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Spirit Tea: Aiming To Bring Truly Great Tea To Chicago

By Melissa McEwen in Food on Jun 23, 2015 2:20PM

Serving tea at the Caffeine Crawl pop-up (Image courtesy Spirit Tea)

These days, it's not too difficult to find an incredible cup of coffee in Chicago, but tea has lagged behind. That's a shame, because worldwide it's far more popular than coffee and arguably offers a greater range of flavors. Spirit Tea, created by two tea industry veterans Jordan Scherer and Taylor Cowan, aims to change that by educating the food and drink world here about tea as well as offering a rotating hand-picked selection of great teas.

Both have eight years of experience in the industry: Cowan was Director of Training at Adagio and Scherer formerly worked in a tea garden in Taiwan before moving into the coffee industry. He's hoping to borrow a lot from the world of gourmet coffee such as rotating selections and taking training seriously, elements that have become de rigueur for well-regarded roasteries.

Cowan reminds me that the world "spirit" comes from the Latin word for breath. Scherer says tea is "what leaves leave behind- the spirit." But it can be a challenge to capture that spirit, with tea leaves being sensitive to the quality and temperature of the water, as well as how long it sits in the water. Recently, Eater's Bill Addison noted the issues with the tea service at Blackbird, describing the tea as tasting like "tannic dirt." It's an experience that is familiar to me and many tea-loving diners.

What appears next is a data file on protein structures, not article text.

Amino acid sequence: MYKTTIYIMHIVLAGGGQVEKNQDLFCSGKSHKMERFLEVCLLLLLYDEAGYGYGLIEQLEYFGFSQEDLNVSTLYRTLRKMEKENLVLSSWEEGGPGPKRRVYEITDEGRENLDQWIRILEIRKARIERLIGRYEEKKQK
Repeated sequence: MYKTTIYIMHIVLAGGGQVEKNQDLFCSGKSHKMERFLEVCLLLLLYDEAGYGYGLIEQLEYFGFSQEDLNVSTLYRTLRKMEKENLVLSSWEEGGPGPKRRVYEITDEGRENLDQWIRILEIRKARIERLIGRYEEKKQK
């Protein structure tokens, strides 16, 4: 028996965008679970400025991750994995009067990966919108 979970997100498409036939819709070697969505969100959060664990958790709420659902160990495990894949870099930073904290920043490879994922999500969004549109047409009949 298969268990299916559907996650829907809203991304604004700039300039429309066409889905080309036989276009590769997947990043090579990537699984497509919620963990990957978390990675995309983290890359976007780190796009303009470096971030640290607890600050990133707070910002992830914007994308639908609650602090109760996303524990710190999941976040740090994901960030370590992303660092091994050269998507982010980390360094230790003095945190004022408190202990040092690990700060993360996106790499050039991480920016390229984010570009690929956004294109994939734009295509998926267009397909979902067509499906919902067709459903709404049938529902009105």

Jordan Scherer and Taylor Cowan at the Caffeine Crawl pop-up (Image courtesy Spirit Tea)

Cowan and Scherer hope to change that by emphasizing training (kind of like what Sparrow has done for restaurant coffee) and the flavors present in great teas, rather than added flavors. Cowan says "initially we'll do wholesale and the have opportunity to educate our accounts. There has been plenty of good tea around, only there hasn't been great educator. That dynamic leads to better tea." "We're hoping Chicago really desires true traditional tea," says Scherer.

Their first menu of offerings includes teas like Mountain Spring, an oolong from Vietnam that has creamy, savory mouthfeel and flavors of cinnamon and olives. Another standout is De Hong Purple Cultivar, a heady black tea with perfumes of rose petal and flavors like Scotch. There is no reason to add anything to these teas, they have enough flavors on their own. In a way it's a testament to the evolution of life itself— that every plant is related and therefore the tea plant can share the same flavor compounds as roses.

You can purchase their teas at their website and find them so far at Citygrounds Coffee and the new Cafe Integral at Freehand (19 E. Ohio St.). They'll be offered soon at Vera, Gaslight Coffee Roasters and Big Shoulders.